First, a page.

The Gumshoe Is a Gourmand

By Michael Z. Jody
Robert Boris Riskin Charles W. Gallanti

“Deadly Secrets”
Robert Boris Riskin
Black Opal Books, $12.49

If you haven’t already met him in one of Robert Boris Riskin’s previous novels, allow me to introduce you to Jake Wanderman. He is a retired teacher, a one-year widower, and a Shakespeare-quoting amateur sleuth. Though he is unlicensed, Jake is known locally as the Sam Spade of Sag Harbor, where he lives. Originally from Brooklyn, Jake is an avid biker, a terrific cook, and quite the Feinschmecker. One of the consistent pleasures of this novel is vicariously ingesting lots of good food and booze along with Jake.

In “Deadly Secrets,” Mr. Riskin’s third Jake Wanderman mystery, Jake’s childhood best friend, Morty Adler, rediscovers his estranged daughter, Sarajane Relda (Adler spelled backward), whom he hasn’t seen since she was 11 months old, only for her to immediately become a prime suspect in a murder.

The book begins at Sarajane’s art opening at the Valerie Venable gallery in East Hampton. It is typical of a Hamptons summer art opening: glitzy, glammy, and full of beautiful but often snarky people seeing and being seen. Mr. Riskin wastes little time getting to the murder, which happens almost immediately; however, he can’t help but stop to poke some fun at the Hamptons summer scene along the way.

The “art” (Jake’s quotes) is an installation consisting of a living room, bedroom, and kitchen, “uninteresting, the furnishings right out of a 1950 House Beautiful magazine.” Jake confides, “What made this a work of art, I didn’t know, but maybe that was the point.” As he is wondering, a young server offers him “tuna ceviche with edamame puree on a wonton chip,” along with a glass of champagne. The event is catered by a celebrity chef named Tony Oakhurst, who, aside from being the victim-to-be, is something of a bastard, a womanizer, and a coke addict.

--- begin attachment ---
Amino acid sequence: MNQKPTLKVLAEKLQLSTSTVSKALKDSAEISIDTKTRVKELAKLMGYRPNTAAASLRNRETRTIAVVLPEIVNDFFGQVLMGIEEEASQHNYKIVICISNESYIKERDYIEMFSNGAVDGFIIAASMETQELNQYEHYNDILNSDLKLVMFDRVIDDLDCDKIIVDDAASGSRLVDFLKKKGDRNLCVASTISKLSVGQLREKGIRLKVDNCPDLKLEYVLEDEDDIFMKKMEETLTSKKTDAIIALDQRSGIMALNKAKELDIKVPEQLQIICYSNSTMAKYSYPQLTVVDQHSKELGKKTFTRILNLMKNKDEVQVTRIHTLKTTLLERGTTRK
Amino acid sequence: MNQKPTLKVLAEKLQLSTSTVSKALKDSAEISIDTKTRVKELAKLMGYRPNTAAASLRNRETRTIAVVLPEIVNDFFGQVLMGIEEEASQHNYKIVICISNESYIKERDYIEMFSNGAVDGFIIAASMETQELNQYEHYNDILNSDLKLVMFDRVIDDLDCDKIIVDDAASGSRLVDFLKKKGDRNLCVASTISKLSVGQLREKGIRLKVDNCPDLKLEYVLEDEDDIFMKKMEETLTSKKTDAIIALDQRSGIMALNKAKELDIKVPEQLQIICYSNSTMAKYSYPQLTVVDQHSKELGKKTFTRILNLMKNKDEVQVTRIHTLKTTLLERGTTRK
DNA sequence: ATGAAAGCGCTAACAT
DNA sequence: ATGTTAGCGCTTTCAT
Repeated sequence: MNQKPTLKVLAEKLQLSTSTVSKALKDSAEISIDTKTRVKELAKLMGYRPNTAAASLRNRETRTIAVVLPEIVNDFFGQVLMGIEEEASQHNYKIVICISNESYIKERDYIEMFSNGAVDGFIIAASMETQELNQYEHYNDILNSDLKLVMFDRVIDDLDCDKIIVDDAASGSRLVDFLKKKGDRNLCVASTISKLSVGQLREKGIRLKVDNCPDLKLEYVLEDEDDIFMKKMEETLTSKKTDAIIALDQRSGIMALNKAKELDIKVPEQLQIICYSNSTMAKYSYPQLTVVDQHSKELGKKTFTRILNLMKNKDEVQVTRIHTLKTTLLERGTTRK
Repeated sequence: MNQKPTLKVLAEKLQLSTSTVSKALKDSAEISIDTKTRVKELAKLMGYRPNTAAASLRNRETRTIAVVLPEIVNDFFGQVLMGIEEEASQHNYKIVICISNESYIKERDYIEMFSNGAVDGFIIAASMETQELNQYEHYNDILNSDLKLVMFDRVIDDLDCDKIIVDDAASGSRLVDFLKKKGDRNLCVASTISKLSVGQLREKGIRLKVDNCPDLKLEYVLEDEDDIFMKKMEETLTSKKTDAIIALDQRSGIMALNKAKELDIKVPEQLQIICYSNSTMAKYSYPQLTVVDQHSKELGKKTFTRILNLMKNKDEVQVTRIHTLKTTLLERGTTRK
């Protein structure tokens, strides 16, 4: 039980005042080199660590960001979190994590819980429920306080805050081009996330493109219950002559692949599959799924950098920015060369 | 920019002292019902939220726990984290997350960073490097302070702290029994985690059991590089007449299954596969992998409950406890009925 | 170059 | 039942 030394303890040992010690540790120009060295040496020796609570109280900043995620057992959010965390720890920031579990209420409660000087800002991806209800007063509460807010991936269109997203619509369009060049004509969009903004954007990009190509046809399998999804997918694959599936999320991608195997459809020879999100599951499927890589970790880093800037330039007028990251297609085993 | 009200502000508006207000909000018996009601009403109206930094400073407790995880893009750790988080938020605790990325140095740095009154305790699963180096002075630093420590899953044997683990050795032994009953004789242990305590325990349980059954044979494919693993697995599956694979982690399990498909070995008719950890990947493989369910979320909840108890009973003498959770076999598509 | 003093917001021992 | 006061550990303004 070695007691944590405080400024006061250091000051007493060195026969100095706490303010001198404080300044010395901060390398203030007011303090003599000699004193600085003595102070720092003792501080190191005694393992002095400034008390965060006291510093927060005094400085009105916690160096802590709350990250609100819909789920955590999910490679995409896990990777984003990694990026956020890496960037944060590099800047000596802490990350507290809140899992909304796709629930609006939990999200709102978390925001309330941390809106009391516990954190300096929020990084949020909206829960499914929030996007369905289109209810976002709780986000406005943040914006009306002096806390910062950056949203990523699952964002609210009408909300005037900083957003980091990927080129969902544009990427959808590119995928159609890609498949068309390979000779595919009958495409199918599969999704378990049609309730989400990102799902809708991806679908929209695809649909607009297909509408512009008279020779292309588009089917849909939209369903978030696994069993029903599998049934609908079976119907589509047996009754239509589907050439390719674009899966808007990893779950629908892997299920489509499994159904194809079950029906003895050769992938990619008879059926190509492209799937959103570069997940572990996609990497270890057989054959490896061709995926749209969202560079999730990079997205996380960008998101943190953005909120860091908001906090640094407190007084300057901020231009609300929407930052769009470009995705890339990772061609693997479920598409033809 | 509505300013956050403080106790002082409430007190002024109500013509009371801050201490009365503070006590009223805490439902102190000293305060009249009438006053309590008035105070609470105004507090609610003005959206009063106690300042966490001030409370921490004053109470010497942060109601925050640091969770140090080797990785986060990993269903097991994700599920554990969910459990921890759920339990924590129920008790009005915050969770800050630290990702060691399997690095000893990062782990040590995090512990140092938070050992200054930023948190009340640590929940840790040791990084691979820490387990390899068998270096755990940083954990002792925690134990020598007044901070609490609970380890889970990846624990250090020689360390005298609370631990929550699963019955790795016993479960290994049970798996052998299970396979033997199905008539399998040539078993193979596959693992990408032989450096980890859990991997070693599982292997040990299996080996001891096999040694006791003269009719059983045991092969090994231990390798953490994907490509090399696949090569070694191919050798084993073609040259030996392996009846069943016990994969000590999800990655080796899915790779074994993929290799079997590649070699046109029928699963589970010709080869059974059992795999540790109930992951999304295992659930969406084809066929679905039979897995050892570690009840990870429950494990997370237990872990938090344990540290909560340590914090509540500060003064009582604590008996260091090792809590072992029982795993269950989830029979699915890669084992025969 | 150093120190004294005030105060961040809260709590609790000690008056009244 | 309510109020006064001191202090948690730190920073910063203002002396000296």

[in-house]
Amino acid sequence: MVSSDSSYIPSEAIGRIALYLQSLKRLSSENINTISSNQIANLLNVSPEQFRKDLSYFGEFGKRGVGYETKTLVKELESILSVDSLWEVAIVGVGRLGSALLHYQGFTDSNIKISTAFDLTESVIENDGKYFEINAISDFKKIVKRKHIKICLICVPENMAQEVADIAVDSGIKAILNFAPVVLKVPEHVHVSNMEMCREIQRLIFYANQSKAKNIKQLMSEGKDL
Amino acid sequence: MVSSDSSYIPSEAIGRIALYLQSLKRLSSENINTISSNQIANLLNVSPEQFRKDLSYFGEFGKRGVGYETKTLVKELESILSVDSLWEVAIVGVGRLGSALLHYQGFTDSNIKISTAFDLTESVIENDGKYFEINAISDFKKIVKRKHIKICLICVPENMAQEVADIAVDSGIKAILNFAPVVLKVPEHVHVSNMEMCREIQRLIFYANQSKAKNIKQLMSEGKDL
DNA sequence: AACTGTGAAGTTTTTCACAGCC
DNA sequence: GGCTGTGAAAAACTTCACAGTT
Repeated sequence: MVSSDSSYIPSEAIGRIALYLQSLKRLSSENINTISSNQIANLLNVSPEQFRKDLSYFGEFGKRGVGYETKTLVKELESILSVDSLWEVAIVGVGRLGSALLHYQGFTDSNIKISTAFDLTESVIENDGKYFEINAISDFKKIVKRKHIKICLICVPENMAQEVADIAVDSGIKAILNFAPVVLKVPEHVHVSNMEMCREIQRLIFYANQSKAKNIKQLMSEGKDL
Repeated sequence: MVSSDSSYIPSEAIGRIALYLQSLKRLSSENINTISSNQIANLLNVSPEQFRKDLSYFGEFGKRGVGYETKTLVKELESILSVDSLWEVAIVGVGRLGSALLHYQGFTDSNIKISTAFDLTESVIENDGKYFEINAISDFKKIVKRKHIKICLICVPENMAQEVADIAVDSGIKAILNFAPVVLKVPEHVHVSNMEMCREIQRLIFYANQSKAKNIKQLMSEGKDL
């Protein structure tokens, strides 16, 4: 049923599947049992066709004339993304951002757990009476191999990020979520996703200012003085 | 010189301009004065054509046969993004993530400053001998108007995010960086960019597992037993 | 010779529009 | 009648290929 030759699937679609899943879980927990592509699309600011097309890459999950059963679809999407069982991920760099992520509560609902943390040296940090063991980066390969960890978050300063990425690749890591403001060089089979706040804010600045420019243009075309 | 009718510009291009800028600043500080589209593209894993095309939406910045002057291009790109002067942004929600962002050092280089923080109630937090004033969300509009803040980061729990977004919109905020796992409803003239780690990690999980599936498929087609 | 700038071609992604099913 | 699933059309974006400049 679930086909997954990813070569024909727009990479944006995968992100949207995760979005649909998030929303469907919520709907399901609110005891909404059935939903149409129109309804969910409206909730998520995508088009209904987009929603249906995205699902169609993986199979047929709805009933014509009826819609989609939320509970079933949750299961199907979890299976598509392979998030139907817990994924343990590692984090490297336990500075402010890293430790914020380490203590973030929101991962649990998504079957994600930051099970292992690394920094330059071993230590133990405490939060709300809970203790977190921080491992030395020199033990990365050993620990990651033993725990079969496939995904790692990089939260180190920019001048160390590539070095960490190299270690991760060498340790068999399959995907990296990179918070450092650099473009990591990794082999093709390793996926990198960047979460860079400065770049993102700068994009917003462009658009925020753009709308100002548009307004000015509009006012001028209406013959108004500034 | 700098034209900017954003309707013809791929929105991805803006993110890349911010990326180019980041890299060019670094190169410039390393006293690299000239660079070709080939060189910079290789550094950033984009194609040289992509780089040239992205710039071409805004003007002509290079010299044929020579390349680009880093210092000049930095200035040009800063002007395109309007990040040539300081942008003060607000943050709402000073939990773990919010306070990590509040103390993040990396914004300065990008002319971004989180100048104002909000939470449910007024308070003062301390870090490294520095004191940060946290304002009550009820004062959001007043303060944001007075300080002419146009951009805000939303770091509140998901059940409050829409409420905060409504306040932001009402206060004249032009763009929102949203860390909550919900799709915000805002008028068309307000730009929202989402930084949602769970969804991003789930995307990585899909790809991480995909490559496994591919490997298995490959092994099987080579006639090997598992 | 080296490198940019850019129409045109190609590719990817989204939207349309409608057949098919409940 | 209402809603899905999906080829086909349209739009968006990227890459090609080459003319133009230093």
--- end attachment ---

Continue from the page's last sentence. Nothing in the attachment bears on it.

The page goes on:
Jake leaves the reception, goes home, has a drink (his preferred quaff, Luksusowa Polish vodka), and is awakened at 5 a.m. by a call from Morty telling him that Sarajane (known as SJ) and her girlfriend Margo have been picked up by the East Hampton police and are being held at the police station. Jake drives over to pick Morty up, and on the way to the station Morty tells him the story of this until-now-unknown daughter and her mother.

“We just couldn’t get along. Marybeth [Sarajane’s mother] was a kid who never had to do anything. She didn’t know how to cook or care for the baby.” Eventually Morty decided to leave, and though he continued to financially support the baby, the mother and her family never allowed him to see his daughter again.

When they arrive at the station, Jake sees the lovely redheaded Detective Sienna Nolan, a Suffolk County homicide cop whom he already knows from a previous investigation. They had a “one-time thing” in Mr. Riskin’s “Deadly Bones.” It left Jake wanting more, but despite Jake’s persistent advances, Sienna is standoffish and resistant to reigniting anything. Jake learns from Sienna that in the middle of the night, Tony Oakhurst, the celebrity chef, had been stabbed to death at the art installation with one of his own knives. “It seemed as if he were trying to crawl away from his attacker. The handle of a knife was clearly visible in his back.”

Because Sarajane and Margo are the ones who found the body, they have been brought in for questioning. They claim that they were there in the middle of the night just to see how the 24-hour exhibit was doing. What Sarajane does not tell the police, but does tell Jake and Morty, is that many years ago, when they were students together in Paris, Oakhurst had raped her. We find out that Sarajane’s fingerprints are on the knife and there are “fibers from the victim on Relda’s dress.” Things are not looking good for Morty’s daughter. Jake, of course, wants to help his friend out by clearing Sarajane.